The loss of a limb for anyone is devastating, but for a young adult or child the loss feels even greater. Children are amazingly resilient and are oftentimes less affected by the experience than their parents.
Children who experience limb loss are especially unique because of the tremendous amount of growth they experience. How often do children need a new pair of shoes because their feet have grown? They will almost need a new prosthesis at the same time, for the same reason. However, before a device needs to be replaced it will require numerous adjustments in fit, height, and alignment to maintain proper comfort and optimal function. At Advanced Prosthetics Center, we understand the importance of keeping up with a young amputee's active lifestyle and as a result we facilitate regular follow-up appointments with our younger clients.
Many families think they should travel to Shiner's Hospital for their child's Prosthetic care. While this alternative offers many financial benefits, it places a great burden on a family's busy schedule. Also, follow-up appointments to make improvements/adjustments are often less frequent, if not non-existent. Other families choose Shiners based on the perception that Shiners offers a level of expertise that is not available locally, however, this is not the case. The majority of private insurance will cover the costs of the prosthetic devices that a child needs. It is important that we look at the families insurance plan and discuss the prosthetic coverage. In most cases it will be more cost effective to obtain services locally and receive our expert care.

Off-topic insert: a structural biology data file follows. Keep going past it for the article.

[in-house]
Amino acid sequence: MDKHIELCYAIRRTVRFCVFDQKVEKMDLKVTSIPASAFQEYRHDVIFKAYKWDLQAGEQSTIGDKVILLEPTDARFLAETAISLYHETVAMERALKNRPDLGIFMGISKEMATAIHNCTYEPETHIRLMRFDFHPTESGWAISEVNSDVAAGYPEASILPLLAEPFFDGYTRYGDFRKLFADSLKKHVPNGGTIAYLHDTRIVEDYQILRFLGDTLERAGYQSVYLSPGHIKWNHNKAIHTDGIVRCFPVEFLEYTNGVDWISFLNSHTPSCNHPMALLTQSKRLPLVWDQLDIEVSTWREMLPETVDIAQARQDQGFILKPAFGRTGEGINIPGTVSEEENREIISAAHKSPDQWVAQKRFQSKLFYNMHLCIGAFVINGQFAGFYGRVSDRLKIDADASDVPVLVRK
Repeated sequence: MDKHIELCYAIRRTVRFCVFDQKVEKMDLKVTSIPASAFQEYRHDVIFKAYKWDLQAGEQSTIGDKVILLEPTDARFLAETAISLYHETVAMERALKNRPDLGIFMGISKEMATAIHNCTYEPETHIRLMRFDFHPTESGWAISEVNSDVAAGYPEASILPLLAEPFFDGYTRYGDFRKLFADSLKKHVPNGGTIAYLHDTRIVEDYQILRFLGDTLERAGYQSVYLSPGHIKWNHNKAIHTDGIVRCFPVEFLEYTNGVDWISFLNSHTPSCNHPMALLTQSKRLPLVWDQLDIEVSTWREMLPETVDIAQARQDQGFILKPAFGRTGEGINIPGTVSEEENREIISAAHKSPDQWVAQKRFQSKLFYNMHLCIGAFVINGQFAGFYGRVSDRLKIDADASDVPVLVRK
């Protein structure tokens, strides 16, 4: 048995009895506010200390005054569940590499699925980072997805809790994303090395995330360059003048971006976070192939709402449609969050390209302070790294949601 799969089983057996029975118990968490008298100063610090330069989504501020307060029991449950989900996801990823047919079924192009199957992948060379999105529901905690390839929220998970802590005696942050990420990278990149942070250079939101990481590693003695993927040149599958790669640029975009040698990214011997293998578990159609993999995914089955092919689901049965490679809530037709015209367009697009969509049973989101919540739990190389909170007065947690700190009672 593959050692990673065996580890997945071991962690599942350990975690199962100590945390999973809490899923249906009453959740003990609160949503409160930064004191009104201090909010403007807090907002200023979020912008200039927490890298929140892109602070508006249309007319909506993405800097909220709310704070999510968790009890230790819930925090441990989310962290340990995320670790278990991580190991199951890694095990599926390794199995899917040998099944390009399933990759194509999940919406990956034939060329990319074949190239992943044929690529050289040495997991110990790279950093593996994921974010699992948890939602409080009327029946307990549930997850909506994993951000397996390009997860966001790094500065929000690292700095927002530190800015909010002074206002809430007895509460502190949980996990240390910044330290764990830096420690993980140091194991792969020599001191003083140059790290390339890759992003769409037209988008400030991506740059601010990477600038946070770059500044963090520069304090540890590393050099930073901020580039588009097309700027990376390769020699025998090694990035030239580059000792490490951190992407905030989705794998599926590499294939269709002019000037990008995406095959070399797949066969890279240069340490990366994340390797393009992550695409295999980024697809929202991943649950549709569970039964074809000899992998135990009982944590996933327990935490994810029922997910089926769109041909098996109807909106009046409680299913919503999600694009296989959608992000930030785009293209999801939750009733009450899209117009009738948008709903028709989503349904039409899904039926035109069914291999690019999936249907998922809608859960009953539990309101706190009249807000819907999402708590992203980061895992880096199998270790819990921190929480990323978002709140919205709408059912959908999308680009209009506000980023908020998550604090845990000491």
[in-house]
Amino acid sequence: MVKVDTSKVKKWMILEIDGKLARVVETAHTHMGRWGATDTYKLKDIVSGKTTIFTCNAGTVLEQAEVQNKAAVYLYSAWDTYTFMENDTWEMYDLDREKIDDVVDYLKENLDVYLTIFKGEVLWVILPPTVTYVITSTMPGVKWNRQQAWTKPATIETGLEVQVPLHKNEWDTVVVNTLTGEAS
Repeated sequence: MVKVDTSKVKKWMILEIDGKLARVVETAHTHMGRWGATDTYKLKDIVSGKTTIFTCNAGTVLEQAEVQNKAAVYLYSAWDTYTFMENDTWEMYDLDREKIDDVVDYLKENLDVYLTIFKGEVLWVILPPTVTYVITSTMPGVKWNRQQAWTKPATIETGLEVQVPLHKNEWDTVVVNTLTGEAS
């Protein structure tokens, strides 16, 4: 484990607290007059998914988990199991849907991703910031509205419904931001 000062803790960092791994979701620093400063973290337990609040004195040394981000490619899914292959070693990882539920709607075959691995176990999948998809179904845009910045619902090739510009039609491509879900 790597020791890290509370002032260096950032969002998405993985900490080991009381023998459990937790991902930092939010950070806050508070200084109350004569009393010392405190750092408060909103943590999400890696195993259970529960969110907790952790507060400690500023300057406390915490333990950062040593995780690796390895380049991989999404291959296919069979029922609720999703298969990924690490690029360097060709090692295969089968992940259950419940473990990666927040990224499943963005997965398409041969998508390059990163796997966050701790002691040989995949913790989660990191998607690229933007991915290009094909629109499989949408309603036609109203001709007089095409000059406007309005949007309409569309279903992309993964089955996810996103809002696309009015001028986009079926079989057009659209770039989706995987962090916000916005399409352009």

Advanced Prosthetics Center provides some of the most advanced prosthetic care and rehabilitation possible, with unique solutions for children. Regardless of age, a new amputee requires more than just a prosthesis. Pediatric amputees need a multi-disciplinary approach to restoring mobility that begins with specialized physical therapy and ends with excellence in ongoing prosthetic care. A developing child with limb loss needs as much, if not more therapy, than their adult counterpart. Shriners is simply unable to provide this level of multi-disciplinary care.
Besides therapy, the most important goal in managing the young amputee is the availability of a prosthetist to promptly adapt a prosthesis to the rapid growth of a child. As a child grows, the prosthesis must be adjusted to accommodate any changes in limb length and size. If a child is being fit by someone several hours away, it is difficult and costly to travel for these ongoing adjustments. This is why our comprehensive approach to limb loss is simply the better choice without the need to travel.